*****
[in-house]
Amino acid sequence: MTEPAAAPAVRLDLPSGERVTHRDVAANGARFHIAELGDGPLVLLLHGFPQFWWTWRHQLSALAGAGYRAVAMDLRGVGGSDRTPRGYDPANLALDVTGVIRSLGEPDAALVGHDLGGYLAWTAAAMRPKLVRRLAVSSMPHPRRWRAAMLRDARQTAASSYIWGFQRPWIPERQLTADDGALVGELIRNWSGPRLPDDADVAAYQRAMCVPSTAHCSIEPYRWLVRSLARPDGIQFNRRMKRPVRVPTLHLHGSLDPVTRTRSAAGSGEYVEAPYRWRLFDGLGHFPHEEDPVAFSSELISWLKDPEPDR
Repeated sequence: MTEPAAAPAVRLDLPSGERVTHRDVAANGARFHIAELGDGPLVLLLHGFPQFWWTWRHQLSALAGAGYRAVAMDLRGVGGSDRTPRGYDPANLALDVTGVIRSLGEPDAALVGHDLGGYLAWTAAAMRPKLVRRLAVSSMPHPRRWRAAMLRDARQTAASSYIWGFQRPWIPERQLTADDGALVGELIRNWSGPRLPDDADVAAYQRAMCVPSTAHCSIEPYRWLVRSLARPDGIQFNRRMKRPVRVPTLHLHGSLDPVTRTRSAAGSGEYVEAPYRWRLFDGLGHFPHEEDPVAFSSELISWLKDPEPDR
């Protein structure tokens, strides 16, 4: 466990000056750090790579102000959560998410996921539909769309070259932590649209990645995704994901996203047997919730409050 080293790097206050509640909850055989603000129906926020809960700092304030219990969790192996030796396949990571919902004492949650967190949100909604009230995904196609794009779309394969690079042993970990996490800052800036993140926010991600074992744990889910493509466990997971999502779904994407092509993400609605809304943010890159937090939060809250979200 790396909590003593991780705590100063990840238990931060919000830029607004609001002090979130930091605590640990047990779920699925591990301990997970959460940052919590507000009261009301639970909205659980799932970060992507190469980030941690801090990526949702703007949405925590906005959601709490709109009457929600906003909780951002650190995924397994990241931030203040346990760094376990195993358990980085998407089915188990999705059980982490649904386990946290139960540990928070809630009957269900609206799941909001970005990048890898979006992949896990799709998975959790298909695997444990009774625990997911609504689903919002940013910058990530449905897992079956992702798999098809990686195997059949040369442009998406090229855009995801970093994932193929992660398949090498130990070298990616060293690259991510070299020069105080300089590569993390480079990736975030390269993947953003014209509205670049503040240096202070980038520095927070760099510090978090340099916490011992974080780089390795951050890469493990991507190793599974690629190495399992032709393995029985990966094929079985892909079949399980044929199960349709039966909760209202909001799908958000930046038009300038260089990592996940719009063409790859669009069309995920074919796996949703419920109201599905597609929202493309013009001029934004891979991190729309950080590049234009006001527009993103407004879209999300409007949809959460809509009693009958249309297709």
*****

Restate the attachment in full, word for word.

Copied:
[in-house]
Amino acid sequence: MTEPAAAPAVRLDLPSGERVTHRDVAANGARFHIAELGDGPLVLLLHGFPQFWWTWRHQLSALAGAGYRAVAMDLRGVGGSDRTPRGYDPANLALDVTGVIRSLGEPDAALVGHDLGGYLAWTAAAMRPKLVRRLAVSSMPHPRRWRAAMLRDARQTAASSYIWGFQRPWIPERQLTADDGALVGELIRNWSGPRLPDDADVAAYQRAMCVPSTAHCSIEPYRWLVRSLARPDGIQFNRRMKRPVRVPTLHLHGSLDPVTRTRSAAGSGEYVEAPYRWRLFDGLGHFPHEEDPVAFSSELISWLKDPEPDR
Repeated sequence: MTEPAAAPAVRLDLPSGERVTHRDVAANGARFHIAELGDGPLVLLLHGFPQFWWTWRHQLSALAGAGYRAVAMDLRGVGGSDRTPRGYDPANLALDVTGVIRSLGEPDAALVGHDLGGYLAWTAAAMRPKLVRRLAVSSMPHPRRWRAAMLRDARQTAASSYIWGFQRPWIPERQLTADDGALVGELIRNWSGPRLPDDADVAAYQRAMCVPSTAHCSIEPYRWLVRSLARPDGIQFNRRMKRPVRVPTLHLHGSLDPVTRTRSAAGSGEYVEAPYRWRLFDGLGHFPHEEDPVAFSSELISWLKDPEPDR
């Protein structure tokens, strides 16, 4: 466990000056750090790579102000959560998410996921539909769309070259932590649209990645995704994901996203047997919730409050 080293790097206050509640909850055989603000129906926020809960700092304030219990969790192996030796396949990571919902004492949650967190949100909604009230995904196609794009779309394969690079042993970990996490800052800036993140926010991600074992744990889910493509466990997971999502779904994407092509993400609605809304943010890159937090939060809250979200 790396909590003593991780705590100063990840238990931060919000830029607004609001002090979130930091605590640990047990779920699925591990301990997970959460940052919590507000009261009301639970909205659980799932970060992507190469980030941690801090990526949702703007949405925590906005959601709490709109009457929600906003909780951002650190995924397994990241931030203040346990760094376990195993358990980085998407089915188990999705059980982490649904386990946290139960540990928070809630009957269900609206799941909001970005990048890898979006992949896990799709998975959790298909695997444990009774625990997911609504689903919002940013910058990530449905897992079956992702798999098809990686195997059949040369442009998406090229855009995801970093994932193929992660398949090498130990070298990616060293690259991510070299020069105080300089590569993390480079990736975030390269993947953003014209509205670049503040240096202070980038520095927070760099510090978090340099916490011992974080780089390795951050890469493990991507190793599974690629190495399992032709393995029985990966094929079985892909079949399980044929199960349709039966909760209202909001799908958000930046038009300038260089990592996940719009063409790859669009069309995920074919796996949703419920109201599905597609929202493309013009001029934004891979991190729309950080590049234009006001527009993103407004879209999300409007949809959460809509009693009958249309297709």